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18th Avenue construction misses November deadline

The construction on West 18th Avenue will not be completed on time. Credit: Patrick Wiley | Lantern Reporter

The construction on West 18th Avenue will not be completed on time. Credit: Patrick Wiley | Lantern Reporter

It’s been almost two years since ground was broken for construction on West 18th Avenue in 2015, but it’s still a few weeks away from completion — missing its November deadline.

The $10.5 million project, which will provide pipes for chilled water to be delivered in a more environmentally friendly way across campus, has been delayed until sometime in December.

Since May of 2015, 18th Avenue, between Magruder and College roads, has been closed to vehicular traffic. For pedestrians, walkways have been provided on the sides of the roadway and two bridges allow them to cross the construction in certain sections.

Nicole Holman, a spokeswoman for Ohio State’s Office of Administration and Planning, did not comment on the reasons for the delay of the project, but said it would be done soon.

“18th Avenue, between College Road and Magruder Road, is anticipated to open to pedestrian and limited service vehicle traffic in early December,” Holman said.

Holman added that the installation of the curbs and asphalt on 18th Avenue is nearing completion, but other site amenities, such as benches and lighting, might take a little longer.

“Depending on the weather conditions, the majority of the final landscaping is still anticipated to be installed by the end of the year.” Holman said.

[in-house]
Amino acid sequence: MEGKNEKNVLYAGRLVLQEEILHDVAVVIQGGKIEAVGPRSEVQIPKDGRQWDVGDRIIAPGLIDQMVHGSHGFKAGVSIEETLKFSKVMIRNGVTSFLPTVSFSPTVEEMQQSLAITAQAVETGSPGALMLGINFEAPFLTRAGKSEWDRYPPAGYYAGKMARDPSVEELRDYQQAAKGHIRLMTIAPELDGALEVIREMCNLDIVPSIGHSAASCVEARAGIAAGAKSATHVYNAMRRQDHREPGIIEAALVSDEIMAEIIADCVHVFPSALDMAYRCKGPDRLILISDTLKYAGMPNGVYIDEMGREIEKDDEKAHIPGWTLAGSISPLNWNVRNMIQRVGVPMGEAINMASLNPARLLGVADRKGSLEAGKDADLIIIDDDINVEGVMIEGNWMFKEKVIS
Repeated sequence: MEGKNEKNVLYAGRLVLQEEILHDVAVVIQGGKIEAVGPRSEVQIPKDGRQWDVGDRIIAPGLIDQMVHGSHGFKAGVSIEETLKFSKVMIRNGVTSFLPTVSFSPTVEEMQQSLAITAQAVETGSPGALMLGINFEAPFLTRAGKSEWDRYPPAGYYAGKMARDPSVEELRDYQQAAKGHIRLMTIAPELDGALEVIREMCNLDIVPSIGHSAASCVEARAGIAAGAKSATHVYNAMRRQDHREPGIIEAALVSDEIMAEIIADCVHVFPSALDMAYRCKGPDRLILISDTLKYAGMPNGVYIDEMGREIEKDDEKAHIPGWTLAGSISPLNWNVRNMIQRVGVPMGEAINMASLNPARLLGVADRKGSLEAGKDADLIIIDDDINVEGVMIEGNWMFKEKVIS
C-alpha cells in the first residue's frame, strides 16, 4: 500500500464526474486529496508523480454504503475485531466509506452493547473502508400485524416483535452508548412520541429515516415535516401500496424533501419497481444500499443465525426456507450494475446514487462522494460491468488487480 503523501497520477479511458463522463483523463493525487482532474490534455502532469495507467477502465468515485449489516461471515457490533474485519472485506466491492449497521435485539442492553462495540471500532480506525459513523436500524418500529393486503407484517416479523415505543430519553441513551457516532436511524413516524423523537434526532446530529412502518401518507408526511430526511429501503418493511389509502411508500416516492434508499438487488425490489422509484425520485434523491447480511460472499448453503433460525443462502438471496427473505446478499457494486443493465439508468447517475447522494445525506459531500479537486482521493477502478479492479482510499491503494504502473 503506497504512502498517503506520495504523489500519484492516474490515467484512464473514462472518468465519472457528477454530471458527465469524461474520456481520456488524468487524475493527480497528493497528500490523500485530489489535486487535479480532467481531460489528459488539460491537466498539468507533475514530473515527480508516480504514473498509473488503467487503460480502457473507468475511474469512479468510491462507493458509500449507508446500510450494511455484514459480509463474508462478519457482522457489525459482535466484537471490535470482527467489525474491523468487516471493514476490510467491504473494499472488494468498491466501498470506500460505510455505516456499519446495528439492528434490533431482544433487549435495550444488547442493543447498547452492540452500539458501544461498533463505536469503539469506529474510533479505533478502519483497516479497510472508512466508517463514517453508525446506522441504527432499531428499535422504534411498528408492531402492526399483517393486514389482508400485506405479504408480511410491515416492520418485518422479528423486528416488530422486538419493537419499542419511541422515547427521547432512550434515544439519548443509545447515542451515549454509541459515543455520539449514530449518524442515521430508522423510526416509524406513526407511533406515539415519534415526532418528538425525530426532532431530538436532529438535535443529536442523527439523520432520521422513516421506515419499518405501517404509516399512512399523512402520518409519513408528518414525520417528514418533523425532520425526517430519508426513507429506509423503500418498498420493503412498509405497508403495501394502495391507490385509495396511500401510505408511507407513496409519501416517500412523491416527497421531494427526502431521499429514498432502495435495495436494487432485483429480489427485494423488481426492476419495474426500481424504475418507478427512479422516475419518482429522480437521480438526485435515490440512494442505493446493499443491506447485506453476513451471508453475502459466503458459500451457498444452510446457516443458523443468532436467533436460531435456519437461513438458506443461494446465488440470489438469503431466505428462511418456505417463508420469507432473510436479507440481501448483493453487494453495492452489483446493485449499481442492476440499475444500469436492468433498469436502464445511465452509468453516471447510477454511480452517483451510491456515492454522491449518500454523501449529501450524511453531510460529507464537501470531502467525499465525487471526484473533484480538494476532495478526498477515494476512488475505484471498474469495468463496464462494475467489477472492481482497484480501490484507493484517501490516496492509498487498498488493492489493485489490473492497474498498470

Nevertheless, OSU students, faculty and staff continue to be affected by the ongoing construction.

Andres Serrano, a third-year in mechanical engineering, has most of his classes in and around 18th Avenue. This semester, especially, construction has hindered Serrano’s daily commute, he said.

“My biggest gripe with the construction is that I don’t have a fast and easy connection between the two buildings I spend the most time at, Scott Lab and the (18th Avenue Library),” Serrano said.

Serrano, while not surprised to hear of the project’s delay, is still hopeful that 18th Avenue will be clear for pedestrians in time for his exams.

Other students, however, don’t share his optimism.

“I can’t remember the last time 18th Avenue wasn’t under construction,” said Christian Frey, a fourth-year in communication.

Like Serrano, much of Frey’s daily commute is disrupted by the 18th Avenue construction.

“I used to be able to access my classes with some ease during construction,” Frey said. “But now, with Newman Lab being closed off, I’ve had to completely rethink my daily commute.”

The good news for Frey, and many students like him, is that construction is almost complete.

“I’m just looking forward to the day when I can seamlessly walk through campus again,” Frey said. “It’s been a long couple of semesters.”

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